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Living Arrangements of Children: 2004

Report Number P70-114
Rose M. Kreider


Children live in a variety of family arrangements that usually reflect the marriage, divorce, and remarriage patterns of their parents. In addition, one-third of children today are born to unmarried mothers and may grow up in single-parent families or spend significant portions of their lives with other relatives or stepparents.1 This report examines the diversity of children’s living arrangements in American households.3 The data are from the household relationship module of the SIPP collected in 2004 and they update an earlier report based on data from the 2001 SIPP Panel.3

Detailed information was obtained on each person’s relationship to every other person in the household, permitting the identification of various types of relatives and of parent-child and sibling relationships. This report describes extended family households with relatives and nonrelatives (whose presence may influence a child’s development and contribute to the household’s economic well-being). It also examines the degree to which children are living in single-parent families or with stepparents, adoptive parents, or no parents while in the care of another relative or a guardian.

The statistics in this report are based on national-level estimates of children and their living situations from June through September 2004. The findings pertain to all noninstitutionalized individuals under age 18, regardless of their marital or parental status.

Various factors influence the diversity of children’s living arrangements, including parental death, divorce, remarriage, births to unmarried women, cohabitation (of unmarried parents), and multigenerational families. Immigration may also influence the type of household and family in which children grow up (when families provide housing for their immigrant relatives and friends, for instance). This factor is evident in the living arrangements of Hispanic children, and Hispanics constitute a large component of new immigrants to the United States.4 Cultural factors, demographic characteristics, and family formation patterns underlie differences in current and future family structure.5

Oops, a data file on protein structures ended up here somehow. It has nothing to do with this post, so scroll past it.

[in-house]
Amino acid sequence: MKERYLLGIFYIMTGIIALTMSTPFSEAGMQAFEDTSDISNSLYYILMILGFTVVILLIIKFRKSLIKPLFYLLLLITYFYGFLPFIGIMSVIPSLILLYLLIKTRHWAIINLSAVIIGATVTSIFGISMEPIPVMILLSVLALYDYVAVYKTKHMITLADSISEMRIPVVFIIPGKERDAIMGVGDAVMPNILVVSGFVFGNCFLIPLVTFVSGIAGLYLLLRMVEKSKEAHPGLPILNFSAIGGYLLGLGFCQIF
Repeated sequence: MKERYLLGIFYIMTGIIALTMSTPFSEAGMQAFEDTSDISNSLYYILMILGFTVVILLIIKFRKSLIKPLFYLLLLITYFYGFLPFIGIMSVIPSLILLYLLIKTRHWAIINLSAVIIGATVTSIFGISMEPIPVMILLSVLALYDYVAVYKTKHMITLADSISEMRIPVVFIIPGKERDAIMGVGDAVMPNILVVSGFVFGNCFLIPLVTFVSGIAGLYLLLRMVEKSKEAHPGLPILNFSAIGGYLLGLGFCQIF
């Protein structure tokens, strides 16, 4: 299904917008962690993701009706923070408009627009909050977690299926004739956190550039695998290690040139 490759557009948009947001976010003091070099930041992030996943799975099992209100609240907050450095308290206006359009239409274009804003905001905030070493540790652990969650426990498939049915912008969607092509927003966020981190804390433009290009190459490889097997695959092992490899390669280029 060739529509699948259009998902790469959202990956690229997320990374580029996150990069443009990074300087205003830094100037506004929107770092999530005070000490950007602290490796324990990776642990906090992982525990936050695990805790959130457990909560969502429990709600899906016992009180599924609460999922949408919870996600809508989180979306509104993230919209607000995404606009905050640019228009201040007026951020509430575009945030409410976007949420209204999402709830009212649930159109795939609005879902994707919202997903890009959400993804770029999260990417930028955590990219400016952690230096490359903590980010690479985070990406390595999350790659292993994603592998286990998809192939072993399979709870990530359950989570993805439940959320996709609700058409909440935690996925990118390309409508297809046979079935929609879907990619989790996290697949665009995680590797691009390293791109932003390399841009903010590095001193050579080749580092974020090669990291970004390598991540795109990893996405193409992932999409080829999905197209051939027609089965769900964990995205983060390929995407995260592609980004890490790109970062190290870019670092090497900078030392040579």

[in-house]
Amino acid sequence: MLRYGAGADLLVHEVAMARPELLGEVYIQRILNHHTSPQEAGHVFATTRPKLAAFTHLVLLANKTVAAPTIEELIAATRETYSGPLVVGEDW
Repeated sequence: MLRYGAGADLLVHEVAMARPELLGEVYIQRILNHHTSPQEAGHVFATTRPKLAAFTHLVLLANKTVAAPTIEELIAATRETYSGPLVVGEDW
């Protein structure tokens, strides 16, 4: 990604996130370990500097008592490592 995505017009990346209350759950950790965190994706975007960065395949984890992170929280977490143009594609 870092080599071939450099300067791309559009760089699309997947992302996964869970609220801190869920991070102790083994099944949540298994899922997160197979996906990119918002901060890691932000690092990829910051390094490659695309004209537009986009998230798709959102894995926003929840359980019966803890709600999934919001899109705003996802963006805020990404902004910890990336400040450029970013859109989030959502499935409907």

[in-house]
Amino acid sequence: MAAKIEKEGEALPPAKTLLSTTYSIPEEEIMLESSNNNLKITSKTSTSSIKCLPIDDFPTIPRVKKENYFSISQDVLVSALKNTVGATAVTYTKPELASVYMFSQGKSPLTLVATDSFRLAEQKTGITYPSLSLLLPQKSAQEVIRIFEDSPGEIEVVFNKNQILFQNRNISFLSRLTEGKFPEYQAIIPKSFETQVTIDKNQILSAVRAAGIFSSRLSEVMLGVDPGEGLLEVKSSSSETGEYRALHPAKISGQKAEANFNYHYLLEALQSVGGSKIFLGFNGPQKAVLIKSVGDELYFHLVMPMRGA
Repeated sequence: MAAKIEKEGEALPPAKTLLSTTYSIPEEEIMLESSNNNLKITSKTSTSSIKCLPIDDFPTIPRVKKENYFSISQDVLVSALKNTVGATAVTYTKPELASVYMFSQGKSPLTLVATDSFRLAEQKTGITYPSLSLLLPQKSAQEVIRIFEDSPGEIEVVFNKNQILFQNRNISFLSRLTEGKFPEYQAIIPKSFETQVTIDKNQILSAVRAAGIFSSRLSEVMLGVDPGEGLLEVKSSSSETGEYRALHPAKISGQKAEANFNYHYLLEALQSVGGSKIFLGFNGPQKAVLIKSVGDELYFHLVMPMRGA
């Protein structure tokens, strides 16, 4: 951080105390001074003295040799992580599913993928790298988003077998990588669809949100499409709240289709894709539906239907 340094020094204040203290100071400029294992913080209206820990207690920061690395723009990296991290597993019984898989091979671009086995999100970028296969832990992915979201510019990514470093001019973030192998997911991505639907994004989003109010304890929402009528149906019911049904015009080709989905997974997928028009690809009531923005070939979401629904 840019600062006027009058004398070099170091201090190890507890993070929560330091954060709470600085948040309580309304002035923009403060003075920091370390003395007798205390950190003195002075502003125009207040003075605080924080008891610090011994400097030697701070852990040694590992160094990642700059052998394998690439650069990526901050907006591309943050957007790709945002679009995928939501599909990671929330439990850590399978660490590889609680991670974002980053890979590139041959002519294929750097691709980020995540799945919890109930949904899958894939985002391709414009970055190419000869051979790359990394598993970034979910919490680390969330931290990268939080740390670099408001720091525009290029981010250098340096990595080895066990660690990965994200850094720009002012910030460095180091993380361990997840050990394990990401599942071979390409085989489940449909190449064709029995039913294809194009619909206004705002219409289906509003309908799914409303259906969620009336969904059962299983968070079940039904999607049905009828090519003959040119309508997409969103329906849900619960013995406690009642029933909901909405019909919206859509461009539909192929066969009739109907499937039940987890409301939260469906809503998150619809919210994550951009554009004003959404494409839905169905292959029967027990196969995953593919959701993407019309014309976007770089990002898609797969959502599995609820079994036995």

1 “The Council of Economic Advisers on the Changing American Family,” Population and Development Review, Vol. 26, No. 3, 2000, pp. 617–628.

2 The data in this report were collected from June through September of 2004 in the second wave (interview) of the 2004 Survey of Income and Program Participation. The population represented (the population universe) is the civilian noninstitutionalized population under 18 living in the United States. Detailed tables for this report can be accessed on the U.S. Census Bureau’s Website, <>.

3 Rose M. Kreider and Jason Fields, Living Arrangements of Children: 2001, Current Population Reports, P70-104, Washington, DC: U.S. Census Bureau, 2005.

4 Because Hispanics may be any race, data in this report for Hispanics overlap with data for the White, Black, and Asian populations. Based on the population under 18 in the 2004 SIPP, 23 percent of the White-alone population, 4 percent of the Black-alone population, and 2 percent of the Asian-alone population were also Hispanic.

Larsen, Luke J. The Foreign-Born Population in the United States: 2003, Current Population Reports, P20-551, Washington, DC: U.S. Census Bureau, 2004. Available at <>.

5 S. Philip Morgan et al., “Racial differences in household and family structure at the turn of the century,” American Journal of Sociology, Vol. 98, January 1993, pp. 798–828.


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